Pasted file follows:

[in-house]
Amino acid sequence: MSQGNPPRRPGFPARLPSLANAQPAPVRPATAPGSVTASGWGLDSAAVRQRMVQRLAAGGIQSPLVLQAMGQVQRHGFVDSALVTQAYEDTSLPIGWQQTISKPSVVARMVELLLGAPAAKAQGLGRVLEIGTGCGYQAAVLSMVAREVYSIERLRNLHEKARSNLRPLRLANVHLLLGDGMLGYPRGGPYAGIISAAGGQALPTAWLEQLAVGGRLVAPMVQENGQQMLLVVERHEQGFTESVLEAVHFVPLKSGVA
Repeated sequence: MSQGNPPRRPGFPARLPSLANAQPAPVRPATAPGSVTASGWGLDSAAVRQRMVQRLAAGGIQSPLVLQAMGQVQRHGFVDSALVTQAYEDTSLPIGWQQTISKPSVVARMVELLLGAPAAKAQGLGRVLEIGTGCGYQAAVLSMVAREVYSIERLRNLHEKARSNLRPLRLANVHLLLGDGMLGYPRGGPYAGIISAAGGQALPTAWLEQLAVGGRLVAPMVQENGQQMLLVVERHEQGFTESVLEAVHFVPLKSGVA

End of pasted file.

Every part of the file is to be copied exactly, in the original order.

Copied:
[in-house]
Amino acid sequence: MSQGNPPRRPGFPARLPSLANAQPAPVRPATAPGSVTASGWGLDSAAVRQRMVQRLAAGGIQSPLVLQAMGQVQRHGFVDSALVTQAYEDTSLPIGWQQTISKPSVVARMVELLLGAPAAKAQGLGRVLEIGTGCGYQAAVLSMVAREVYSIERLRNLHEKARSNLRPLRLANVHLLLGDGMLGYPRGGPYAGIISAAGGQALPTAWLEQLAVGGRLVAPMVQENGQQMLLVVERHEQGFTESVLEAVHFVPLKSGVA
Repeated sequence: MSQGNPPRRPGFPARLPSLANAQPAPVRPATAPGSVTASGWGLDSAAVRQRMVQRLAAGGIQSPLVLQAMGQVQRHGFVDSALVTQAYEDTSLPIGWQQTISKPSVVARMVELLLGAPAAKAQGLGRVLEIGTGCGYQAAVLSMVAREVYSIERLRNLHEKARSNLRPLRLANVHLLLGDGMLGYPRGGPYAGIISAAGGQALPTAWLEQLAVGGRLVAPMVQENGQQMLLVVERHEQGFTESVLEAVHFVPLKSGVA